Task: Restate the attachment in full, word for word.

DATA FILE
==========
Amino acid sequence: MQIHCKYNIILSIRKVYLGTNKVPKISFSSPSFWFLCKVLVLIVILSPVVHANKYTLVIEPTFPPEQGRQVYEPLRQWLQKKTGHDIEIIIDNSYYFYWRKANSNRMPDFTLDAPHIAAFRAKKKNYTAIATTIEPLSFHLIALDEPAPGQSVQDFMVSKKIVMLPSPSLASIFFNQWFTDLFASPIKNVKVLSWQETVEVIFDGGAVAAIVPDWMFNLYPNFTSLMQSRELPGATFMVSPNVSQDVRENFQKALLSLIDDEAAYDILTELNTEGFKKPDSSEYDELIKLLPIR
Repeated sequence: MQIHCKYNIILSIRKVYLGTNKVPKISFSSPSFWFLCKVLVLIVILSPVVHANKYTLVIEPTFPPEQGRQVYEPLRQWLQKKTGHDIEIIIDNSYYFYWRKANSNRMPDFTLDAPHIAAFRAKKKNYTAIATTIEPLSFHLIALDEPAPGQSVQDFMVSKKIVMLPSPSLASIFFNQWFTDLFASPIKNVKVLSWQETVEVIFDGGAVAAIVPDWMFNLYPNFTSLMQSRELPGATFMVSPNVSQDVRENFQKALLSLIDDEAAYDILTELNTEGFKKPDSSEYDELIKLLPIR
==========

Amino acid sequence: MQIHCKYNIILSIRKVYLGTNKVPKISFSSPSFWFLCKVLVLIVILSPVVHANKYTLVIEPTFPPEQGRQVYEPLRQWLQKKTGHDIEIIIDNSYYFYWRKANSNRMPDFTLDAPHIAAFRAKKKNYTAIATTIEPLSFHLIALDEPAPGQSVQDFMVSKKIVMLPSPSLASIFFNQWFTDLFASPIKNVKVLSWQETVEVIFDGGAVAAIVPDWMFNLYPNFTSLMQSRELPGATFMVSPNVSQDVRENFQKALLSLIDDEAAYDILTELNTEGFKKPDSSEYDELIKLLPIR
Repeated sequence: MQIHCKYNIILSIRKVYLGTNKVPKISFSSPSFWFLCKVLVLIVILSPVVHANKYTLVIEPTFPPEQGRQVYEPLRQWLQKKTGHDIEIIIDNSYYFYWRKANSNRMPDFTLDAPHIAAFRAKKKNYTAIATTIEPLSFHLIALDEPAPGQSVQDFMVSKKIVMLPSPSLASIFFNQWFTDLFASPIKNVKVLSWQETVEVIFDGGAVAAIVPDWMFNLYPNFTSLMQSRELPGATFMVSPNVSQDVRENFQKALLSLIDDEAAYDILTELNTEGFKKPDSSEYDELIKLLPIR